Problems faced during lock-down
As we all know that from 2020 all of us are fighting with corona epidemic, Because of this, our school and college have all been closed at home. Those who are working, they also have to work from home during the time of lock down. People have to sit in front of computer and laptop throughout the day.
Student whose online classes are going on, the also have to sit in front of the laptop throughout the day, due to this reason neck and back pain is being seen more in people.
Today we will talk about what is the right position while using laptop.
The problem with laptops: ergonomics
The design of a laptop (with the screen attached to the keyboard) forces users into a trade-off between poor neck/head posture and poor hand/wrist posture.
When the screen is at the right height to maintain good neck/head posture, the keyboard is too high which forces the user into bad hand/wrist posture.
When the keyboard is at the right height to maintain good hand/wrist posture, the screen is too low which forces the user into bad neck/head posture.
In the early days of personal computing desktop devices integrated the screen and keyboard into a single unit, and this resulted in widespread complaints of musculoskeletal discomfort. By the late 1970’s a number of ergonomics design guidelines were written and all called for the separation of screen and keyboard. The reason is simple – with a fixed design, if the keyboard is in an optimal position for the user, the screen isn’t and if the screen is optimal the keyboard isn’t consequently, laptops are excluded from current ergonomic design requirements because none of the designs satisfy this basic need.”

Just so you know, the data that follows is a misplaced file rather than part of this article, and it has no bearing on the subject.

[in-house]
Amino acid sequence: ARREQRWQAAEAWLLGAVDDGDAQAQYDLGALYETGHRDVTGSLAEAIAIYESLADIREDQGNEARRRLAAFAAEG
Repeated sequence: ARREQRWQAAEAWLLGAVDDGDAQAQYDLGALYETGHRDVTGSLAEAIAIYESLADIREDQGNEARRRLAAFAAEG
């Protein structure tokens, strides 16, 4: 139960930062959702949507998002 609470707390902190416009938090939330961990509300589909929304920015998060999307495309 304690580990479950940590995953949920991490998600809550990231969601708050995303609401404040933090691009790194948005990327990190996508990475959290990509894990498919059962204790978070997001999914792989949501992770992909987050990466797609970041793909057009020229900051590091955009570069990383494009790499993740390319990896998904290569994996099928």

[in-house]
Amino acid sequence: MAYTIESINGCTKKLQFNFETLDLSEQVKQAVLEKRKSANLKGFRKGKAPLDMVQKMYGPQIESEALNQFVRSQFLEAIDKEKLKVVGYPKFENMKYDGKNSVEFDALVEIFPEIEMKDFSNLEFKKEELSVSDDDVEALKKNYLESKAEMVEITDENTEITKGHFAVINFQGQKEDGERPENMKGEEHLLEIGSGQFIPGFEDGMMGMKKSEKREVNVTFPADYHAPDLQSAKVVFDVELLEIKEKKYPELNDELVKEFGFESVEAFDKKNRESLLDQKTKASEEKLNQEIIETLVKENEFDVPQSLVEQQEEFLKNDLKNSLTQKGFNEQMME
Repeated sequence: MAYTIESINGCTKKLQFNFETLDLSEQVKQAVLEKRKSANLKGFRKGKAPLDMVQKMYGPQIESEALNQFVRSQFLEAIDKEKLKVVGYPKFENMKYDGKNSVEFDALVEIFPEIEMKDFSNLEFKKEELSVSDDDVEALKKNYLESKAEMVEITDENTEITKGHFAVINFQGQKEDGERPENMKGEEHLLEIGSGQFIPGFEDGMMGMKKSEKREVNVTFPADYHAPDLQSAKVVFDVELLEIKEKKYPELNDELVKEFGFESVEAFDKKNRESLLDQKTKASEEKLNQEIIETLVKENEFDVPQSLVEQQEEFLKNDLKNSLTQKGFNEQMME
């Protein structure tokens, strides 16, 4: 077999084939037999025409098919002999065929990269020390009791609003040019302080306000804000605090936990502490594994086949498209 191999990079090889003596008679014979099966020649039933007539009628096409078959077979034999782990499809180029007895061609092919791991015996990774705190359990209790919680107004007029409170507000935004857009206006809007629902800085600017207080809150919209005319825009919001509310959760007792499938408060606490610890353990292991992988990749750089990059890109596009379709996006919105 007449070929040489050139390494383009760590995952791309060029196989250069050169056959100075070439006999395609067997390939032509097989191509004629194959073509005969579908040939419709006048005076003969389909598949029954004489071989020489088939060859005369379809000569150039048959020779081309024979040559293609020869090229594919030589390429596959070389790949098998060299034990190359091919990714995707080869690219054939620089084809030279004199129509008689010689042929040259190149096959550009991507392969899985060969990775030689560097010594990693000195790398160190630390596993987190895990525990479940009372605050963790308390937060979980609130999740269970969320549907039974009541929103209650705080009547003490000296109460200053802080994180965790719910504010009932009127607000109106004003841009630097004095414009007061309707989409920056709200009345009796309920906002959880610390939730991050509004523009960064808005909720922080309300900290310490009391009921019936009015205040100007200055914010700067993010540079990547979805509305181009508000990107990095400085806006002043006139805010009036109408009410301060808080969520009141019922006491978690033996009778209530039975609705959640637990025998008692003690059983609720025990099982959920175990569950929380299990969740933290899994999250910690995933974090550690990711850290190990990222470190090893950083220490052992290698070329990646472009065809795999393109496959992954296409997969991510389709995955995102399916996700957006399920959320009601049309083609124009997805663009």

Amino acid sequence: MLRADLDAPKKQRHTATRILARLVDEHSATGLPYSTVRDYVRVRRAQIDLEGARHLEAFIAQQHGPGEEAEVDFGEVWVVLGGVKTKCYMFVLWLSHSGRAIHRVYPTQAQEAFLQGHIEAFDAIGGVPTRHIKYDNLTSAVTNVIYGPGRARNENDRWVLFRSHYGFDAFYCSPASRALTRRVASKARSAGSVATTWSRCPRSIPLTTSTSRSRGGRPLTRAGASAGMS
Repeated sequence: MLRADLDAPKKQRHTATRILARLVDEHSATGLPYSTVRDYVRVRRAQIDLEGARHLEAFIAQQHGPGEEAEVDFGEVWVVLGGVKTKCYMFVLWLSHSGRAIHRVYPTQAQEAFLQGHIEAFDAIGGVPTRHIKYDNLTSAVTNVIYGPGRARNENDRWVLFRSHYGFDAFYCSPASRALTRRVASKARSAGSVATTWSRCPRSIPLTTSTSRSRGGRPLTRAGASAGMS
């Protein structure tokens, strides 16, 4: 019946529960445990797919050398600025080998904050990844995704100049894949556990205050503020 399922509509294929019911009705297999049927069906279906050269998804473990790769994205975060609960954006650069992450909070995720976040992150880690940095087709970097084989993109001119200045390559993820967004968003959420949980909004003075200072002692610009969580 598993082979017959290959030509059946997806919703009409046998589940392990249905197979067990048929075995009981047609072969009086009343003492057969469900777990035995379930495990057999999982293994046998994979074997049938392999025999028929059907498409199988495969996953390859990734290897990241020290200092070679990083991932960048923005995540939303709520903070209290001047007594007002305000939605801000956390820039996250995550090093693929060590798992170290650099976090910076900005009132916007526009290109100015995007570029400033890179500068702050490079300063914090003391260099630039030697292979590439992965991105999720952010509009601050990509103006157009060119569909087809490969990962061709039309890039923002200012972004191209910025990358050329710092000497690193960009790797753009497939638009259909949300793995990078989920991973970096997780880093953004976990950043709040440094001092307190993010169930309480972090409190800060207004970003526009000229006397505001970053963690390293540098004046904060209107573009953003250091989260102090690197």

Since laptops aren’t going away anytime soon, it’s important we learn how to minimize risk of musculoskeletal discomfort when we use them.
Laptop ergonomics tips for frequent use
We highly recommend using external devices if you’re going to use your laptop as your primary device. Using an external monitor, keyboard, and mouse will allow you to set up a workstation that meets ergonomic design guidelines for computer use.
Laptop ergonomics tips for occasional use
Use a chair that supports a comfortable upright or slightly reclined position
Position your laptop for the most neutral wrist posture you can achieve. If you have a large binder handy, place the wider edge at your knees so it creates an angle that keeps your wrist straight and maximizes the height of the screen.
Angle the laptop screen back so you can see it with the least amount of neck deviation as possible
Stand up, stretch, and move. Your body is designed to move, not to remain in a static posture for long periods of time.
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